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The Fighting Irish 4-1-1 – Cal – Notre Dame Fighting Irish – Official Athletics Website

4 elements that defined Notre Dame’s first win of the 2022 campaign; 1 unique stat, 1 thing to pivot forward

by John Brice
Special Contributor


An unflappable mindset.

Oh, and a couple of those things for which Notre Dame typically has and insists it will be known: effective, at times dominant, play from the offensive line and wholly disruptive play from the Irish’s defensive front.

The result? The first victory of the fledgling Marcus Freeman era here beneath the Golden Dome, where the Irish rallied in the second half and withstood the visiting Golden Bears’ desperation heave into the end zone as time expired for an 24-17 triumph in this sold-out, ‘For The Irish’ green Saturday matinee.

In an item we’ll bring you after each Notre Dame contest, here’s the 4-1-1 on Notre Dame’s much-needed win Saturday before a capacity crowd inside Notre Dame Stadium.


  1. SIX. Still seeking its first forced turnover of this season, Notre Dame capitalized on what was by far the Irish defense’s most effective, oftentimes-suffocating pressure. In fact, Notre Dame recorded both six sacks and an additional six quarterback hurries; collectively, the unit had eight tackles-for-losses (TFLs). Perhaps no one was more effective than Isaiah Foskey, who recorded two TFLs, 1.5 sacks, and then two hurries. He finished with five tackles.
  2. CLOSER TO DICTATING PACE, TEMPO: The Fighting Irish had struggled in each of their first two games to control time of possession and sustain drives, particularly in the second halves of contests. In setting the tone for how this contest would be decided in the second half, Notre Dame’s offense possessed the ball for 17 minutes, 4 seconds across the third and fourth quarters. The Irish amassed 188 of their 297 yards’ offense in the second half.
  3. PYNE SHYNES: For his first career start, Drew Pyne overcame a first-half turnover and merely executed a 17-for-23 passing day for 150 yards, two touchdowns and officially six rushing attempts that included a long of 13, as offensive coordinator Tommy Rees helped Pyne and the offense settle into a second-half rhythm.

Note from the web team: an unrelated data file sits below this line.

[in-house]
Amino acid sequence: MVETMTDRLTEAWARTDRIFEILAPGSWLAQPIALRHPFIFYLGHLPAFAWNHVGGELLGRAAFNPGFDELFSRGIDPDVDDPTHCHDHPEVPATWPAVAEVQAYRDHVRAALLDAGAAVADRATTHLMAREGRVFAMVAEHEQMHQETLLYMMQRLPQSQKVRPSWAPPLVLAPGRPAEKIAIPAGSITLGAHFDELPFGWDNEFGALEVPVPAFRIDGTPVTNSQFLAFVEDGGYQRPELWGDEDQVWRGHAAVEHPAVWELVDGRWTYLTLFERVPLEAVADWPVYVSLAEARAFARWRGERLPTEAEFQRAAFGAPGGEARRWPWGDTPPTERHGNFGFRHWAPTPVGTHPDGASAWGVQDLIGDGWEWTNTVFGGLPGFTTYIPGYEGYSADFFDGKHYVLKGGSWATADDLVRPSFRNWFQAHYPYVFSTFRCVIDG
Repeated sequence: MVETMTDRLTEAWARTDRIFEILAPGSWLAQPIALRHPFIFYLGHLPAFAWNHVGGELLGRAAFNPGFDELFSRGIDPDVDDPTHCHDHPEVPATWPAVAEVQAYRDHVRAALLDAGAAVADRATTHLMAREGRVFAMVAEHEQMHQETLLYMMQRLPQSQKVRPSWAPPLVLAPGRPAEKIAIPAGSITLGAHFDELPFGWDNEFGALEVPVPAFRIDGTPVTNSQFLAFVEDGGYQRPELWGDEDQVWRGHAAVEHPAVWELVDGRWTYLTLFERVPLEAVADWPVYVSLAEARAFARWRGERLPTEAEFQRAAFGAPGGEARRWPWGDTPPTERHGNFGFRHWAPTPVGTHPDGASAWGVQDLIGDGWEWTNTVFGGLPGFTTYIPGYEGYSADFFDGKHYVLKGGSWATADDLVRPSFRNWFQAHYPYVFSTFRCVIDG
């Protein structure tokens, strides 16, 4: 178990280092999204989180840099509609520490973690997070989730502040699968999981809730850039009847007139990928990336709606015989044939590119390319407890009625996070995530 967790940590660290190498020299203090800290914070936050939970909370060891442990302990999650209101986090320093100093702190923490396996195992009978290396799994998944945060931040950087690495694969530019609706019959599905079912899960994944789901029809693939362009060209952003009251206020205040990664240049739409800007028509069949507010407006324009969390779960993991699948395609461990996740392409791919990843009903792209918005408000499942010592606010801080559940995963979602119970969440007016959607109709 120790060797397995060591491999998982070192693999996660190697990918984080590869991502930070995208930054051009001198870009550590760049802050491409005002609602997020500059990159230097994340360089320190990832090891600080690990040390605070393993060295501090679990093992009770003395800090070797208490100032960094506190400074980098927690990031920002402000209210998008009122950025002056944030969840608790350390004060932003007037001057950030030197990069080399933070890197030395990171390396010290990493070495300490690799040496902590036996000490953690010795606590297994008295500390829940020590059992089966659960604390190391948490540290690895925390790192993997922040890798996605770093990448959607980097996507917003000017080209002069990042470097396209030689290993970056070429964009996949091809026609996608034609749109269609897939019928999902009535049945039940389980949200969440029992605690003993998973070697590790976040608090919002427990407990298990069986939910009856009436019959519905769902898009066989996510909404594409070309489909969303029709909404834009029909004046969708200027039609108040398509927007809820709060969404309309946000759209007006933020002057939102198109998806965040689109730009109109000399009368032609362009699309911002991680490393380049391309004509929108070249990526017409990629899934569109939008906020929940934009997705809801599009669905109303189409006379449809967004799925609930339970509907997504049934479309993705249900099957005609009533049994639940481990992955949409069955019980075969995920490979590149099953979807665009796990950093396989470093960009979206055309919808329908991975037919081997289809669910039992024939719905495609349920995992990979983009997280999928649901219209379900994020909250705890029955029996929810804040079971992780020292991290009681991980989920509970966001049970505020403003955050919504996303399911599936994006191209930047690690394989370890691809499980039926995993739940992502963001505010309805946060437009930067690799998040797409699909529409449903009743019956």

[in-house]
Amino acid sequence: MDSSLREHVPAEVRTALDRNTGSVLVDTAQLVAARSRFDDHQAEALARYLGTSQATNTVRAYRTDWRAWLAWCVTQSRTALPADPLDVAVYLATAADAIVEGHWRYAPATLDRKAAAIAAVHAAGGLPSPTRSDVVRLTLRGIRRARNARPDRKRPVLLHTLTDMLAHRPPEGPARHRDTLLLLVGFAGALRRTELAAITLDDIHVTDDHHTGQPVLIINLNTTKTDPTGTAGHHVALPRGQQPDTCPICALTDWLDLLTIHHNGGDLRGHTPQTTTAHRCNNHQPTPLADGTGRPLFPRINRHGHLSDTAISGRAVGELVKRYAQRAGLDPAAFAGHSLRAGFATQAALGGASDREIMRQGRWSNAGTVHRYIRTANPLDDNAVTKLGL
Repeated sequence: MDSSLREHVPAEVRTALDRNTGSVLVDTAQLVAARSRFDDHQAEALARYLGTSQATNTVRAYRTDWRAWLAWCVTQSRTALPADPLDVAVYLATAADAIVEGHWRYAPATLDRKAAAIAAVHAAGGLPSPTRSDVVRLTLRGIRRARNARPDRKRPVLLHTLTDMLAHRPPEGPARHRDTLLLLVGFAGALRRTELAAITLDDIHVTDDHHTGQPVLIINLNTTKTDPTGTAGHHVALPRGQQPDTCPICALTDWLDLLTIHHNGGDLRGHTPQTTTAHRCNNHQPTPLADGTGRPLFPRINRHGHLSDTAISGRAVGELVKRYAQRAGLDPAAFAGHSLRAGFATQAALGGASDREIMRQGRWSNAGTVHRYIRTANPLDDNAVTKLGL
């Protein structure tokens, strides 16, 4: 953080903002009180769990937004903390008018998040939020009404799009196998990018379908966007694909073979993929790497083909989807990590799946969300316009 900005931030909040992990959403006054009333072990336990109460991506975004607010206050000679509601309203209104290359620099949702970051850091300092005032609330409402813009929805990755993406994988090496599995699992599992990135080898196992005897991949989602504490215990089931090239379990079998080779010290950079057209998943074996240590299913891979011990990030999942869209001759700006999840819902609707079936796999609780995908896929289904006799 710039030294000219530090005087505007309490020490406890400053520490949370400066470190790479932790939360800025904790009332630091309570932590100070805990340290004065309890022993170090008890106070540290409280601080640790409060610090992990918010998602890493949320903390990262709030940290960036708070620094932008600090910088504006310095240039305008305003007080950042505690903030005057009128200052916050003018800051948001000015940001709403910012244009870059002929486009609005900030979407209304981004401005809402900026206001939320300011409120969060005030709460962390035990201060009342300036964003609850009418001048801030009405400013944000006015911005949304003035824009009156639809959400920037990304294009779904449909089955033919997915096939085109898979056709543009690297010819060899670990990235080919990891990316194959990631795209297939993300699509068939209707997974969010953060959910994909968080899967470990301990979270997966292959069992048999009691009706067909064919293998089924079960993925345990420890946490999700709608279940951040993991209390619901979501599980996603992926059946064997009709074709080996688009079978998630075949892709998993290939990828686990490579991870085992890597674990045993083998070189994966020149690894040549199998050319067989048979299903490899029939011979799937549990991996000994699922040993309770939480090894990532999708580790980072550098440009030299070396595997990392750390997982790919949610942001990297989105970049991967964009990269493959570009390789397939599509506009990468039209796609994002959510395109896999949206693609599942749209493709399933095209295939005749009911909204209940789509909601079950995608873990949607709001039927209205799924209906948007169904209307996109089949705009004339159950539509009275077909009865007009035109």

4. TAKEAWAYS … TAKEN AWAY: Not once but twice Notre Dame appeared to polish off the Bears with decisive turnovers, including what would have been a punctuating scoop-and-score fumble return from TaRiq Bracy after earlier Clarence Lewis had seen his apparent game-ending interception negated by a targeting penalty on an Irish linebacker. Still, Freeman praised the want-to of the group to secure turnovers and the first-year head coach noted postgame that he witnessed a much greater intentionality from the defense to try and dislodge the football from the Bears.


Chris Tyree got untracked for the Irish, as the dynamic third-year back accumulated 108 yards from scrimmage on 22 touches; Tyree rushed 17 times and caught a team-best five passes. Though his longest rush covered just 10 yards, Tyree moved the sticks on a 21-yard reception out of the backfield while he and Audric Estime combined to average 4 yards per carry on their 35 joint rushing attempts.

Tyree was one of six players to record a reception from Pyne on the afternoon.


Marcus Freeman didn’t present a game ball, and it’s not an item that will be a staple of his program. He said it was far more important for this moment to be collectively celebrated by all, after so much time and so many people had invested to help Notre Dame get to this point – its first win since at Stanford on Nov. 27, 2021.

Though there wasn’t a game-ball presentation, Freeman did ask Drew Pyne to address his teammates in the post-game locker room scene and he discharged a stirring, passionate message to his coaches and peers.


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